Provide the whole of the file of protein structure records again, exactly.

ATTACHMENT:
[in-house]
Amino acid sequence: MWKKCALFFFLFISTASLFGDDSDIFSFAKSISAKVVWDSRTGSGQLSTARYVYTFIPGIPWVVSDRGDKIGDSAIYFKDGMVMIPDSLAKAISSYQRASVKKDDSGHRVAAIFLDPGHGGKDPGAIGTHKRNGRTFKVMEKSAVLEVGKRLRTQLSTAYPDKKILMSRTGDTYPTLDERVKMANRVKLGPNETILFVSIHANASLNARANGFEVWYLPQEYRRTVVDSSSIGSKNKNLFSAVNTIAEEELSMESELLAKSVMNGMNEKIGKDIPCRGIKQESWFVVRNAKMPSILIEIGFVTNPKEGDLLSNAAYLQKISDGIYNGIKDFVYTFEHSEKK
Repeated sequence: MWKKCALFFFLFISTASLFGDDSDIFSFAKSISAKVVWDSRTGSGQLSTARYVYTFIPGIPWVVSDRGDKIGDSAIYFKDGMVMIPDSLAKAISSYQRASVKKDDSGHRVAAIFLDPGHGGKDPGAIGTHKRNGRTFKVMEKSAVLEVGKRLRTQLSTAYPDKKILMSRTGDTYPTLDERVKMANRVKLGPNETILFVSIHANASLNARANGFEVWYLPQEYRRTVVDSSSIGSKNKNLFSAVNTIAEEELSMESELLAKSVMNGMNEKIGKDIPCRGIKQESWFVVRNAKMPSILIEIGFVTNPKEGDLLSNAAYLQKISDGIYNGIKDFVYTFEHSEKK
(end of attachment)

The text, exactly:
[in-house]
Amino acid sequence: MWKKCALFFFLFISTASLFGDDSDIFSFAKSISAKVVWDSRTGSGQLSTARYVYTFIPGIPWVVSDRGDKIGDSAIYFKDGMVMIPDSLAKAISSYQRASVKKDDSGHRVAAIFLDPGHGGKDPGAIGTHKRNGRTFKVMEKSAVLEVGKRLRTQLSTAYPDKKILMSRTGDTYPTLDERVKMANRVKLGPNETILFVSIHANASLNARANGFEVWYLPQEYRRTVVDSSSIGSKNKNLFSAVNTIAEEELSMESELLAKSVMNGMNEKIGKDIPCRGIKQESWFVVRNAKMPSILIEIGFVTNPKEGDLLSNAAYLQKISDGIYNGIKDFVYTFEHSEKK
Repeated sequence: MWKKCALFFFLFISTASLFGDDSDIFSFAKSISAKVVWDSRTGSGQLSTARYVYTFIPGIPWVVSDRGDKIGDSAIYFKDGMVMIPDSLAKAISSYQRASVKKDDSGHRVAAIFLDPGHGGKDPGAIGTHKRNGRTFKVMEKSAVLEVGKRLRTQLSTAYPDKKILMSRTGDTYPTLDERVKMANRVKLGPNETILFVSIHANASLNARANGFEVWYLPQEYRRTVVDSSSIGSKNKNLFSAVNTIAEEELSMESELLAKSVMNGMNEKIGKDIPCRGIKQESWFVVRNAKMPSILIEIGFVTNPKEGDLLSNAAYLQKISDGIYNGIKDFVYTFEHSEKK